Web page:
Alexander Grothendieck's father was Russian and he was murdered by the Nazis. Grothendieck moved to France in 1941, and later entered Montpellier University. After graduating, he spent the following year at the École Normale Supérieure in Paris. In 1949 Grothendieck moved to the University of Nancy where he worked on functional analysis with Dieudonné. He became one of the Bourbaki group of mathematicians which included Weil, Henri Cartan and Dieudonné.

Grothendieck spent the years 1953-55 at the University of São Paulo, and then he spent the following year at the University of Kansas. It was during this period that his research interests changed and they moved towards topology and geometry. After leaving Kansas, he returned to France, and in 1959 he accepted a chair in the newly formed Institut des Hautes Études Scientifiques (IHES).

Grothendieck's years 1959-70 at the IHES were a 'Golden Age', during which a whole new school of mathematics flourished under Grothendieck's charismatic leadership. Grothendieck's Séminaire de Géométrie Algébrique established the IHES as a world center of algebraic geometry, with him as the driving force.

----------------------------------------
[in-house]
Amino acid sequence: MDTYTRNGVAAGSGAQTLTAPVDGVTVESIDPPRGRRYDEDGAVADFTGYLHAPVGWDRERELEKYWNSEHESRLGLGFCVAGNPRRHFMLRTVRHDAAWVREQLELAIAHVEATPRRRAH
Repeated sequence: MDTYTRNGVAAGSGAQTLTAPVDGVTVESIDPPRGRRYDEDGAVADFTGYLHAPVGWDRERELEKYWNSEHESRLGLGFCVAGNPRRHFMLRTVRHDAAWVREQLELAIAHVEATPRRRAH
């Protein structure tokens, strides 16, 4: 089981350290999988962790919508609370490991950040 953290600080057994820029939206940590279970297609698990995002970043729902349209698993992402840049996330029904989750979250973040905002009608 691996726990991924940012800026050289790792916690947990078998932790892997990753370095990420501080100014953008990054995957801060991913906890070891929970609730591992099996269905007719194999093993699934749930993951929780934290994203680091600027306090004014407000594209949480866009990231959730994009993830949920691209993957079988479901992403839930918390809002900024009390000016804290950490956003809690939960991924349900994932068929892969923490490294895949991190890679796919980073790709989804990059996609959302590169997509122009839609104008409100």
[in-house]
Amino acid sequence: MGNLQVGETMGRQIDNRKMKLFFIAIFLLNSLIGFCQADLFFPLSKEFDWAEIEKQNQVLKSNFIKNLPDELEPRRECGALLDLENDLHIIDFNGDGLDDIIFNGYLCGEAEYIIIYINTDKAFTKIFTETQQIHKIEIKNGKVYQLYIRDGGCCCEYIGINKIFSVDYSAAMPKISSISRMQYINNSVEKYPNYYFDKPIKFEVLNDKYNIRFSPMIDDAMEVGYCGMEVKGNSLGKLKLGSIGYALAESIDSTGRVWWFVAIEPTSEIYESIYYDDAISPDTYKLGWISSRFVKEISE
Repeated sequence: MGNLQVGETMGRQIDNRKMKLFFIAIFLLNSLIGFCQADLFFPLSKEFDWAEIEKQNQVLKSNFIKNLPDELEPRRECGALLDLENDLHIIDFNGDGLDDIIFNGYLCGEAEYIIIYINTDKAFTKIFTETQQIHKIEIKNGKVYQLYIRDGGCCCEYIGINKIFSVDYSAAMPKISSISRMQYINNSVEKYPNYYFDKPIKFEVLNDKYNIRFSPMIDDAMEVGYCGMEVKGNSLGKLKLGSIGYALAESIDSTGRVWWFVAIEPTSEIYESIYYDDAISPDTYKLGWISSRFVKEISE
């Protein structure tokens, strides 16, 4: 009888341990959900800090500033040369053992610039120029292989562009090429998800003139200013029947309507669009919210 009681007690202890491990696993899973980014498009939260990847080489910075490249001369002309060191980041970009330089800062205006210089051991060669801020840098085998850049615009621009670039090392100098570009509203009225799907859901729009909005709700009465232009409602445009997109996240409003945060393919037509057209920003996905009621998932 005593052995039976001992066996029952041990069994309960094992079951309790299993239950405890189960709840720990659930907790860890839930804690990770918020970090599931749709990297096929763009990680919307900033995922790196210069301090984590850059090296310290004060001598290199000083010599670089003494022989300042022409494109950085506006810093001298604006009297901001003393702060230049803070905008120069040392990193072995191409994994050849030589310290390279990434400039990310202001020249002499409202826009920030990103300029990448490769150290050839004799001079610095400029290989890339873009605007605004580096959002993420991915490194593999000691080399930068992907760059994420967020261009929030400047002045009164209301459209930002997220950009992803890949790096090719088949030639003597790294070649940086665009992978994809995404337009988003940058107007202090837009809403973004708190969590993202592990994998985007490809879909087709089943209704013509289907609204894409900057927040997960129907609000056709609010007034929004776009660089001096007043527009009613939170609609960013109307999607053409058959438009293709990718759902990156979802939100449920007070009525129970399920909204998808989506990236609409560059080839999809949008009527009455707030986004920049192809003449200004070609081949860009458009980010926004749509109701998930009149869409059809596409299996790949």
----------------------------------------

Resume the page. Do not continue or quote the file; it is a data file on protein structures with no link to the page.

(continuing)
During this period, Grothendieck's work provided unifying themes in geometry, number theory, topology and complex analysis. He introduced the theory of schemes in the 1960's which allowed certain of Weil's number theory conjectures to be solved. He worked on the theory of topoi which are highly relevant to mathematical logic. He gave an algebraic proof of the Riemann-Roch theorem. He provided an algebraic definition of the fundamental group of a curve.

The mere enumeration of Grothendieck's best known contributions is overwhelming: topological tensor products and nuclear spaces, sheaf cohomology as derived functors, schemes, K-theory and Grothendieck-Riemann-Roch, the emphasis on working relative to a base, defining and constructing geometric objects via the functors they are to represent, fibred categories and descent, stacks, Grothendieck topologies and topoi, derived categories, formalisms of local and global duality, étale cohomology and the cohomological interpretation of L-functions, crystalline cohomology, standard conjectures, motives and the yoga of weights, tensor categories and motivic Galois groups. He received the Fields Medal in 1966.

Grothendieck was always strongly pacifist in his views and campaigned against the military built-up of the 1960's. To devote himself to this end, he left the IHES in 1970. He abandoned mathematics as the main focus of his energies but held various appointments as professor until he retired in 1988.